THE LINK BETWEEN LITTLE ICE AGE RAINFALL AND MODERN FRESHWATER WETLANDS IN THE EAST AFRICAN RIFT VALLEY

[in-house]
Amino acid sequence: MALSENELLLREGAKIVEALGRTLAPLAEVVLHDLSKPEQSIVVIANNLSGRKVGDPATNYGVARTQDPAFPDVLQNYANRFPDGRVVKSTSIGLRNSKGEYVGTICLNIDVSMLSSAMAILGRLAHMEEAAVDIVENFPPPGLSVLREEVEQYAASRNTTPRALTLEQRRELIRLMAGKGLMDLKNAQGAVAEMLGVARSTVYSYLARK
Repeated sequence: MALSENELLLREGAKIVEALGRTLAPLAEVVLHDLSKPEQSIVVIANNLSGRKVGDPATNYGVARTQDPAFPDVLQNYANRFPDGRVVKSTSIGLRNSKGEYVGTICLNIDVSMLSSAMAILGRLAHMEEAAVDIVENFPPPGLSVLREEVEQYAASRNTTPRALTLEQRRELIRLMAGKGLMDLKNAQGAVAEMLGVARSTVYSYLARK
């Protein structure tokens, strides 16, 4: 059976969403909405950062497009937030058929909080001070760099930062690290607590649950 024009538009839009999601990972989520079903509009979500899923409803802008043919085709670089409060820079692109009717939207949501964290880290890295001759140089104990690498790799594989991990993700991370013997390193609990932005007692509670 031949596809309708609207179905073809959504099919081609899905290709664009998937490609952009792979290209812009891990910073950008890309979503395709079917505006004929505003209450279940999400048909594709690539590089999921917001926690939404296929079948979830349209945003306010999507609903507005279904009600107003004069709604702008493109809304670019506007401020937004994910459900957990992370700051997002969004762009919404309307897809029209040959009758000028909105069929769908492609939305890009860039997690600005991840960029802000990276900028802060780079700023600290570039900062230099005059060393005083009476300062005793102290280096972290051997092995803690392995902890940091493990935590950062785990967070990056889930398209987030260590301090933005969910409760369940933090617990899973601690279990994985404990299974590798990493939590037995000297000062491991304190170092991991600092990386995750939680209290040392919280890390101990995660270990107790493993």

The GWD wetlands differ in size from meters to kilometers and reflect varied lake margin environments (deltaic, alluvial fan and fault-related) and different hydrologic settings (gravity-fed and artesian). Multiple sediment cores were collected at each site. All the sites exhibit similar basal stratigraphies, with inorganic sediments overlain by organic rich wetland deposits. AMS radiocarbon dates of this contact zone indicate that wetland inception at each site occurred within a narrow window of recent geologic time known as the Little Ice Age (1400 to 1850 A.D.; LIA). It appears that the LIA was characterized by a time of higher precipitation and/or lower ET producing a positive hydrologic balance within this tropical region. A proposed physical model is that the rainfall trapped on topographic highs (fault blocks, volcanoes) moves slowly, i.e. m/yr, in the subsurface into adjacent low areas. Although the LIA rainwater is still nourishing modern GWD areas, the resource is not expected to be permanent. Our data differ significantly from studies undertaken to the west in Uganda and the Congo, where a negative hydrologic balance occurred during the LIA. Whereas, the atmospheric dynamics causing the disparity are not yet understood, interactions between the Intertropical Convergence Zone and the Congo Air Boundary are likely involved.